Health & Care Review

Health & Care Review

February 13, 2017

Keeping up with all the latest developments in health and care policy could almost be a full time job and PSNC regularly receives questions from LPCs and pharmacy contractors about what is going on in the wider health and care landscape beyond community pharmacy. To help answer some of these questions and to help contractors and LPCs stay up to date, PSNC provides this update service outlining the latest information in an easily digestible format. Weekly updates are published on our website and contractors can ensure they do not miss them by signing up to PSNC’s email newsletter service here.

The reviews extend the work we have been doing for some time to help LPCs stay informed about the NHS changes, and they inform the more detailed PSNC briefings which we continue to publish on this topic; these can be accessed in the Healthcare Landscape section of the website.

The progress of health and social care integration

The National Audit Office has published a report which analyses the progress that the Department of Health, the Department for Communities and Local Government and NHS England have made towards integrating health and social care services.

The report covers the case for integrating health and social care systems, progress with national initiatives, including the first year of implementation of the Better Care Fund (BCF), and the Departments’ plans for increased integration.

Key findings include:

  • nearly 20 years of initiatives to join up health and social care by successive governments has not led to system-wide integrated services;
  • the Departments have not yet established a robust evidence base to show that integration leads to better outcomes for patients;
  • nationally, the BCF did not achieve its principal financial or service targets over 2015/16, its first year;
  • NHS England’s ambition to save £900 million through introducing new care models may be optimistic; and
  • NHS England is diverting resources away from long-term transformation to plug short-term financial gaps.

NHS England, Government and BMA agree new GP contract for 2017/18

NHS England, the Government and the British Medical Association (BMA) General Practitioners Committee have agreed on changes to the general practice contract in England for 2017/18 with an investment of approximately £238.7 million.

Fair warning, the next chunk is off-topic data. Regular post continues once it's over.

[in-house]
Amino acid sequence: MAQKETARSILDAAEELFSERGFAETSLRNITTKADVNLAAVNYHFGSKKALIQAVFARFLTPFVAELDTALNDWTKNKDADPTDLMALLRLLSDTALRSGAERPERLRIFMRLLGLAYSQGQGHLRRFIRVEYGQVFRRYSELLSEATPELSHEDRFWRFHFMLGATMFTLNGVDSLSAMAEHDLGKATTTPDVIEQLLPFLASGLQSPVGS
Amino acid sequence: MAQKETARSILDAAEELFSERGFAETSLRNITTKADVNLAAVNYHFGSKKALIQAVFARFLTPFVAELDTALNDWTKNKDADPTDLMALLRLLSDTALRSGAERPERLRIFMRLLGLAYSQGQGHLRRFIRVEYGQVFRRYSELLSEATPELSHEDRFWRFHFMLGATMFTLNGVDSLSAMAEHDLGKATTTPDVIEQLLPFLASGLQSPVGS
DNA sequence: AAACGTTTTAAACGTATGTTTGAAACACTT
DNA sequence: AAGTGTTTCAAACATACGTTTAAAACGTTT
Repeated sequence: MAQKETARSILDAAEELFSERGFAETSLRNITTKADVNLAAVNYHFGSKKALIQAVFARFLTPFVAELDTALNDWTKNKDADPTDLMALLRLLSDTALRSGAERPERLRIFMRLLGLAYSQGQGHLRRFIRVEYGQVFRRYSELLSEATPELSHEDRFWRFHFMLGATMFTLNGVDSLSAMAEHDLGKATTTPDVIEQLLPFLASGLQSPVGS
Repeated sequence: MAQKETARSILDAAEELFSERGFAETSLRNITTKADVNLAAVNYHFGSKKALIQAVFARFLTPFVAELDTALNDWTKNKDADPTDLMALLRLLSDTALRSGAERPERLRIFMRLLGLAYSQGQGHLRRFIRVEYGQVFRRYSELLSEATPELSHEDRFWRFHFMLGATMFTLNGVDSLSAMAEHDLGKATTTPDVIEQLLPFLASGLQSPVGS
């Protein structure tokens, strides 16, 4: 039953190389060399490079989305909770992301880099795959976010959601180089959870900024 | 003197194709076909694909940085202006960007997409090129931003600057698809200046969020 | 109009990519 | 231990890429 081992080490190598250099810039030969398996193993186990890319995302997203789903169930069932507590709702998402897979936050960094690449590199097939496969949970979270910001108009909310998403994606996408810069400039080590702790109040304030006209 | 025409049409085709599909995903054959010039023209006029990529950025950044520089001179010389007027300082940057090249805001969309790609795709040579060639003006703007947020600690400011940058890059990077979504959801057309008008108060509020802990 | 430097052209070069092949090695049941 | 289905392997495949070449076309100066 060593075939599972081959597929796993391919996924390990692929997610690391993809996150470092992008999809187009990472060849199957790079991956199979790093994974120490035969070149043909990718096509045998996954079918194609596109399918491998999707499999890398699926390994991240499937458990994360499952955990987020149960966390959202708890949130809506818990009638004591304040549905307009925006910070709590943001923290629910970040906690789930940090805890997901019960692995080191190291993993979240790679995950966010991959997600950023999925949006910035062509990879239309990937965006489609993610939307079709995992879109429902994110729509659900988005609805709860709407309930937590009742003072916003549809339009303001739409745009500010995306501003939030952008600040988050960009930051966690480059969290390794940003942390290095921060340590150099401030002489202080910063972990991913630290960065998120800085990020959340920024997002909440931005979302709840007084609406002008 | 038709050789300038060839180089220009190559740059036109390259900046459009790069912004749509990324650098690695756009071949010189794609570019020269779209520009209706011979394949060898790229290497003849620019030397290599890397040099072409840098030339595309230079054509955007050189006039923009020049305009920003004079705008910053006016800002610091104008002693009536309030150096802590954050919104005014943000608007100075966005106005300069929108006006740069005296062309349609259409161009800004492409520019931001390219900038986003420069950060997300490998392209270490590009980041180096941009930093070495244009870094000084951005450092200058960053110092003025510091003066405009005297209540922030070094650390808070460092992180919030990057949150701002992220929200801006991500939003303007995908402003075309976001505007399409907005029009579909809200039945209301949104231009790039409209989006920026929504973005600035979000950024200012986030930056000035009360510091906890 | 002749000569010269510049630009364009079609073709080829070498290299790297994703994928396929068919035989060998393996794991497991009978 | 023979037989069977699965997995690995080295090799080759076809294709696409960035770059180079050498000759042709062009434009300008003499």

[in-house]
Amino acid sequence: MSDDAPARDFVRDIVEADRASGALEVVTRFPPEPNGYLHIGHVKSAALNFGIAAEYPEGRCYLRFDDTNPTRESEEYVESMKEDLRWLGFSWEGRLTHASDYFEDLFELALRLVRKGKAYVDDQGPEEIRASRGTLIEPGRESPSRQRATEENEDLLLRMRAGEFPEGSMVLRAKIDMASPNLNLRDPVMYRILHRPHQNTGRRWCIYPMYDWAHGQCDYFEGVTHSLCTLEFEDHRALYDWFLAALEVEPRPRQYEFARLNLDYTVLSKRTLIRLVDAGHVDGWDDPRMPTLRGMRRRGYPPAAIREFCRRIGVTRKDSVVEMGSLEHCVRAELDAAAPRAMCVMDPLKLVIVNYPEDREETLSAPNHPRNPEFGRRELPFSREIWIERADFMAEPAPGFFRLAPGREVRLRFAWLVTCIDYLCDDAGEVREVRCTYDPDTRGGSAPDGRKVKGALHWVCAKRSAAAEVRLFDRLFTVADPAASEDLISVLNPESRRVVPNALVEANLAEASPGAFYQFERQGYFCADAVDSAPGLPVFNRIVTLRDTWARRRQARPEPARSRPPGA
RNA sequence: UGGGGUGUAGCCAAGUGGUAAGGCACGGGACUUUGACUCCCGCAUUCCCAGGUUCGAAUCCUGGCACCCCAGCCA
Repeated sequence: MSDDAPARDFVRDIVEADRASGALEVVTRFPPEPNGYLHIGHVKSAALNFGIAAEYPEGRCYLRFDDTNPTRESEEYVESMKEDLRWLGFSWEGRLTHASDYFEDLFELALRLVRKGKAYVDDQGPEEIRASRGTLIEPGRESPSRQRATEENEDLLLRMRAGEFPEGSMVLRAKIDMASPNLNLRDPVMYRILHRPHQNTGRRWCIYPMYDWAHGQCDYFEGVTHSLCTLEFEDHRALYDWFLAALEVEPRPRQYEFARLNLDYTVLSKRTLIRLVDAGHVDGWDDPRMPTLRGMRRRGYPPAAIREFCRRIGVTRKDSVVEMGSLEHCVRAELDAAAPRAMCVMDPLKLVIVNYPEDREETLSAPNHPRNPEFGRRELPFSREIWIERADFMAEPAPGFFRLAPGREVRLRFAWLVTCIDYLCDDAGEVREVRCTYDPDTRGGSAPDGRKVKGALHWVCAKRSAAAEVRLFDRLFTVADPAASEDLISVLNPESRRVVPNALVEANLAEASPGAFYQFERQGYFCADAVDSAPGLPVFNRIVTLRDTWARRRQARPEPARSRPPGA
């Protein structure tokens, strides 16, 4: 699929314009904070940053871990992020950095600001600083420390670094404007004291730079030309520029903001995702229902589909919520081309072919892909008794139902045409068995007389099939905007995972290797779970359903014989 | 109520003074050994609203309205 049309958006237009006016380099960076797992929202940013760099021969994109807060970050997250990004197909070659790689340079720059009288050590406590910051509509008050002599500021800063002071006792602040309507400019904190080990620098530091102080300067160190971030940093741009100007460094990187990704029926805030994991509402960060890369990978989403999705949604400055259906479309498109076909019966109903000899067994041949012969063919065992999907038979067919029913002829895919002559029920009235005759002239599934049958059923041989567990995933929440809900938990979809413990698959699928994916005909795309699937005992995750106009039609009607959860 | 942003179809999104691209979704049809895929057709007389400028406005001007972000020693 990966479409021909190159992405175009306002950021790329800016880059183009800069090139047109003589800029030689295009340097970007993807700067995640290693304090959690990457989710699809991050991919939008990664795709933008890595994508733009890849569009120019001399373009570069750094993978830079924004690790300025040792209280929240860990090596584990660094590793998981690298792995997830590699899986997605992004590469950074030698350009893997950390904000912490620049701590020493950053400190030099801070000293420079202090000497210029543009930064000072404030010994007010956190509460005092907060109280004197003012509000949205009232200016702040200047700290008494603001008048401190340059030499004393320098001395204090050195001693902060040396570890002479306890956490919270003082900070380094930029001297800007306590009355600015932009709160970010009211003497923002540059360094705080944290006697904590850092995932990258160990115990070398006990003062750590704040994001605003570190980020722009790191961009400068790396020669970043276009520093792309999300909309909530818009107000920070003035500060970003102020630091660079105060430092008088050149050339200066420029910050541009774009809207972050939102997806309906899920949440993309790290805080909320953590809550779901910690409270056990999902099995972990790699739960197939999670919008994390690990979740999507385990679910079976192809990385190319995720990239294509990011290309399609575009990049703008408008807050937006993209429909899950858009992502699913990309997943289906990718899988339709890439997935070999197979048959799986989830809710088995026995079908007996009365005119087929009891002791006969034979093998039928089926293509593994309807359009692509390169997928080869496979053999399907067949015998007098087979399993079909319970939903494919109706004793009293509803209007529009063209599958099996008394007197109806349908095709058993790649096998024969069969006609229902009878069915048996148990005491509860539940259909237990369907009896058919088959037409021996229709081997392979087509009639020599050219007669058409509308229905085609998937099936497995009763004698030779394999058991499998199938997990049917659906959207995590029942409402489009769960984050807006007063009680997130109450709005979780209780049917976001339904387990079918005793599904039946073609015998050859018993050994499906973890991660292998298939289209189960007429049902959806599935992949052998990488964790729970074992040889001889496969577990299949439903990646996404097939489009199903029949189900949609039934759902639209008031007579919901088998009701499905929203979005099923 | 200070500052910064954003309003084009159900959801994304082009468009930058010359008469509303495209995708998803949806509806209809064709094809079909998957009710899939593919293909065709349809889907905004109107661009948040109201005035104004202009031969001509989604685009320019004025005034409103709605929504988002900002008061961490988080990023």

The changes include:

  • an increase in the payment for the Learning Disabilities Health Check Scheme;
  • practices will use an appropriate tool to identify patients aged 65 and over who are living with moderate and severe frailty. For those patients identified as living with severe frailty, the practice will deliver a clinical review providing an annual medication review and where clinically appropriate discuss whether the patient has fallen in the last 12 months and provide any other clinically relevant interventions; and
  • prisoners will be able to register with a practice before they leave prison.

Non-contractual changes include:

  • an increased uptake of electronic repeat prescriptions to 25% with reference to co-ordination with community pharmacy;
  • continued uptake of electronic repeat dispensing with reference to CCG use of medicines management and co-ordination with community pharmacy; and
  • better sharing of data and patient records as local level, between practices and between primary and secondary care.

Emerging evidence on the NHS Health Check: findings and recommendations

Public Health England has published a new briefing showcasing the findings of a report by the NHS Health Check Expert Scientific and Clinical Advisory Panel on emerging evidence of the NHS Health Check and recommendations for practice and research. The report is based on an evidence synthesis completed by the University of Cambridge and RAND Europe.

The evidence synthesis sought to answer the six questions below:

  1. Who is and who is not having an NHS Health Check?
  2. What are the factors that increase take-up among the population and sub-groups?
  3. Why do people not take up an offer of an NHS Health Check?
  4. How is primary care managing people identified as being at risk of CVD or with abnormal risk factor results?
  5. What are patients’ experiences of having an NHS Health Check?
  6. What is the effect of the NHS Health Check on disease detection, changing behaviours, referrals to local risk management services, reductions in individual risk factor prevalence, reducing CVD risk and on statin and antihypertensive prescribing?